Partenope, Queen of Naples — Elena Monti; Arsace, Prince of Corinth — Marina De Liso; Rosmira/Eurimene, his former beloved — Sonia Prina; Armindo, Prince of Rhodes — Valentina Varriale; Emilio, Prince of Cumae — Cyril Auvity; Ormonte, Partenope’s counsellor — Gianpiero Ruggeri. Giuseppe Frigeni, director. Ottavio Dantone, conductor. Accademia Bizantina (with original instruments).

Above: Marina De Liso as Arsace

All photos by Marco Caselli Nirmal


Partenope is attracted to Arsace, without knowing that he has previously abandoned Rosmira, who now — disguised as a chieftain under the fictional name of Eurimene from Armenia — arrives in Naples with the aim of winning him back. A third prince, Emilio from the nearby reign of Cumae (tenor), declares war on Partenope, offering marriage for peace. His attack, however, is easily rebuked by the joint forces of the queen and her lovers, so Emilio is detained at Partenope’s court as in a chivalrous prison camp of sorts. Rosmira/Eurimene secretly confronts Arsace demanding that he keep her true identity covered, then provokes him publicly in every possible manner. In the end, she challenges him to a duel in a court of honor, but must withdraw as he puts the condition that they fight stripped to the waist. Partenope decides to marry Armindo, orders that repentant Arsace be reunited to Rosmira and sends back Emilio to Cumae on friendly terms.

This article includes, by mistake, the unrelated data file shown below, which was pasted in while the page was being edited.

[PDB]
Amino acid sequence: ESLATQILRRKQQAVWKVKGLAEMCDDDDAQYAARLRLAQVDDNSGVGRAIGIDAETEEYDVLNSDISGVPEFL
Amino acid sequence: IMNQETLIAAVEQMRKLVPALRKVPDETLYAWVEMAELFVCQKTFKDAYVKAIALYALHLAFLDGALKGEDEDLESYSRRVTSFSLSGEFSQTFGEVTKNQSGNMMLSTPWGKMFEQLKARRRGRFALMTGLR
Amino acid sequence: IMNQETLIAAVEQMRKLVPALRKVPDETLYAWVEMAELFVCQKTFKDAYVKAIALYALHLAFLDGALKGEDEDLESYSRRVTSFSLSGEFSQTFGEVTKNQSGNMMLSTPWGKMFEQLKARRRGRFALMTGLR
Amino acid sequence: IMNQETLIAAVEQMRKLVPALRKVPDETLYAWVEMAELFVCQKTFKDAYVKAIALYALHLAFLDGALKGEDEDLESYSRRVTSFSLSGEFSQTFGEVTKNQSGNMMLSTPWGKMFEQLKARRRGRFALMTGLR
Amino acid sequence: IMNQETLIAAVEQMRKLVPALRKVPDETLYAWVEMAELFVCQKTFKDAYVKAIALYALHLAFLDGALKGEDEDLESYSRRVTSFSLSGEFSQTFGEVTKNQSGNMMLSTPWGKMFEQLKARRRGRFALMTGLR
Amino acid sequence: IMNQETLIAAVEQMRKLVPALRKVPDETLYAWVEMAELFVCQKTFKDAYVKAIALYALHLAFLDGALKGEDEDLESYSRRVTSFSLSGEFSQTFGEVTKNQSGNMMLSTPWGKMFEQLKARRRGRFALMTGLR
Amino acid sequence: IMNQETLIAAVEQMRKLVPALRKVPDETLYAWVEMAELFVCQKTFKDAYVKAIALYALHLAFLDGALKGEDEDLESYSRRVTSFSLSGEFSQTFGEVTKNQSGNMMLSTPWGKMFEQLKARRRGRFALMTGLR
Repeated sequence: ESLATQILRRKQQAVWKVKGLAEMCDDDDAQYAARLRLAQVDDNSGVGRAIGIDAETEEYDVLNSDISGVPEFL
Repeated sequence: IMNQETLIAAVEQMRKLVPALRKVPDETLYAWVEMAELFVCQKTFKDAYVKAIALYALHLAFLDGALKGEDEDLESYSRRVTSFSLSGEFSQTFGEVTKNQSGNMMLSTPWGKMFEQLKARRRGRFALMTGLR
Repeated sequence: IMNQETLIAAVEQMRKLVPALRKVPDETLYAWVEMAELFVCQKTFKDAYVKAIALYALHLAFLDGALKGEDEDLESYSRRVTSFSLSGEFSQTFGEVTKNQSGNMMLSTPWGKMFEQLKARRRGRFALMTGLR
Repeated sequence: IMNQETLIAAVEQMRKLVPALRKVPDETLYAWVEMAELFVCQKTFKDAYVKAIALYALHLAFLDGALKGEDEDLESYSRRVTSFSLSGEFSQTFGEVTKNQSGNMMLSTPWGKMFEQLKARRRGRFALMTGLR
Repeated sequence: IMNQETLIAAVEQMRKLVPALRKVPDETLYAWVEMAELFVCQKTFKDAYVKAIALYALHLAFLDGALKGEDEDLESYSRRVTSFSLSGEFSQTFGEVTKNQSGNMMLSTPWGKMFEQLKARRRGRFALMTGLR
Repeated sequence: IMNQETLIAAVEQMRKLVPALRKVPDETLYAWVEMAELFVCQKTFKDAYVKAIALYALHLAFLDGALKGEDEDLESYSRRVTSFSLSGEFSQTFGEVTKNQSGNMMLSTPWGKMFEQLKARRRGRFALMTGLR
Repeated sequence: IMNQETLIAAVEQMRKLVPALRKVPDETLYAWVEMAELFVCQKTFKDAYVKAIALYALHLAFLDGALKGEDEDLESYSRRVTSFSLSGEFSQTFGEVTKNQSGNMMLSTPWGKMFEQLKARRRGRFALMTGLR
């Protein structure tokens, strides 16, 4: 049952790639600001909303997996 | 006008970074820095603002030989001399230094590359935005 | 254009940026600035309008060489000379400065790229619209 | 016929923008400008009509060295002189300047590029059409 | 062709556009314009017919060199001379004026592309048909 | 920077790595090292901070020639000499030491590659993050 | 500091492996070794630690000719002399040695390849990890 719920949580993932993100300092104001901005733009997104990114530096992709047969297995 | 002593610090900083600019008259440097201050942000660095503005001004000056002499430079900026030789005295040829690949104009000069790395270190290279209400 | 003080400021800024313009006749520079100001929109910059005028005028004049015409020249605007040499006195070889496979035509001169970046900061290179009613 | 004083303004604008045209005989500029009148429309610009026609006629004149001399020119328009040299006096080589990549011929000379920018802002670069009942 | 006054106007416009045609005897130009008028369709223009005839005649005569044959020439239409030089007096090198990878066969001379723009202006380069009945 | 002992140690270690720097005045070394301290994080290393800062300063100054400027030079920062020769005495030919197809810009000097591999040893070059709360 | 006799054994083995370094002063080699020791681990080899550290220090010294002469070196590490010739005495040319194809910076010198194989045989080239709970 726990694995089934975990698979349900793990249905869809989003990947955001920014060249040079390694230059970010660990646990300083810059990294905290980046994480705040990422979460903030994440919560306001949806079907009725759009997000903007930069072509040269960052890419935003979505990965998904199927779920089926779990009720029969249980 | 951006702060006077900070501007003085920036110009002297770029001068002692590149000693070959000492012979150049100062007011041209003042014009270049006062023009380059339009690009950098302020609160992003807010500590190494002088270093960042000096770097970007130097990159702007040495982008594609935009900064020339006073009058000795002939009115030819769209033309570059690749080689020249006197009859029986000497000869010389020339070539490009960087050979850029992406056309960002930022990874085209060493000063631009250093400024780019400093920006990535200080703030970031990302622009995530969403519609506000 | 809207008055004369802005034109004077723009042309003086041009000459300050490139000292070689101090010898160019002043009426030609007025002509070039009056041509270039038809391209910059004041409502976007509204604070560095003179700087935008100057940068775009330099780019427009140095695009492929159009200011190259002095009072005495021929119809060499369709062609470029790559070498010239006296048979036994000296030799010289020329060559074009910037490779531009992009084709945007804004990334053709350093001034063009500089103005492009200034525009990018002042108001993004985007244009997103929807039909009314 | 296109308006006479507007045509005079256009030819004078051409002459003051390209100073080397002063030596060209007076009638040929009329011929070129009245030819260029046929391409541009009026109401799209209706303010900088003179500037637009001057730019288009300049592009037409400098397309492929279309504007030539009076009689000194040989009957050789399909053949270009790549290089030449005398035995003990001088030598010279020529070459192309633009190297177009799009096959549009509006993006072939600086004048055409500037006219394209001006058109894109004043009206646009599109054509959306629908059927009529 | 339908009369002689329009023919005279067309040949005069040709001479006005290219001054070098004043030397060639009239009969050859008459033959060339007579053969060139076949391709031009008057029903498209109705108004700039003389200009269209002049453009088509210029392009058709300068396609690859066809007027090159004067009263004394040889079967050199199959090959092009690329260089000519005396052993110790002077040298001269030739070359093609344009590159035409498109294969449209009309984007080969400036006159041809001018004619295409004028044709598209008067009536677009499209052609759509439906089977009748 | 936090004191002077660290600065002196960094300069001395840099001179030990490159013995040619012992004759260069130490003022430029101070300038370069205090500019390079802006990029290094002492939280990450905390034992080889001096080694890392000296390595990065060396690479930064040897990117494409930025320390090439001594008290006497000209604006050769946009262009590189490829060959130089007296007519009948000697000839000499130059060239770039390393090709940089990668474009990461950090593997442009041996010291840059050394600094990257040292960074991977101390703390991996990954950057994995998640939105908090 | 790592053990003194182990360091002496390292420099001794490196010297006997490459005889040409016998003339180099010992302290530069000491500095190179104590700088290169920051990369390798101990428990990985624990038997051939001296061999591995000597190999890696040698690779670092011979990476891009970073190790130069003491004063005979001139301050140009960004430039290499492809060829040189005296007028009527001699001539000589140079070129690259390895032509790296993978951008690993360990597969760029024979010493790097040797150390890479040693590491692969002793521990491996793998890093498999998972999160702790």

A bit too madcap by the average standard of early opera seria, Silvio Stampiglia’s libretto was written for Naples in 1699 and subsequently set by several composers. Rather than in outstanding literary or dramatic merit, the secret of its popularity may lie in the variety of situations and the panoply of stock affetti associated to them. One would like to call Partenope a Baroque sitcom, now and then on the verge of vaudeville. A radical admirer, none less than Edward J. Dent, affected to find in it something of a Shakespearean atmosphere, apparently referring to the bittersweet climate of The Twelfth Night rather than to the Bard’s tragedies or history plays. As recently argued by the British Handel scholar David Vickers: ‘The plot offers ample scope for emotional intensity, insightful characterization, wit, sexual innuendo, and profound despair’. This is probably what most appealed to Handel, who, after an abortive attempt in 1726, succeeded to present his own setting of Partenope to the London public in 1730. After two not-too-successful runs in that year at the King’s Theatre, and a nearly disastrous revival in 1737 at the Covent Garden, Partenope disappeared for two centuries. Modern revivals in German and English translations started at the Göttingen Handel Festival in 1935 and went forth, if very sparsely, until 1998, when the original Italian libretto resurfaced in Cooperstown, NY, and in New York City. The present staging at Ferrara — scheduled to circulate later in Modena, Naples and Montpellier, France — was, believe it or not, the opera’s Italian premiere ever.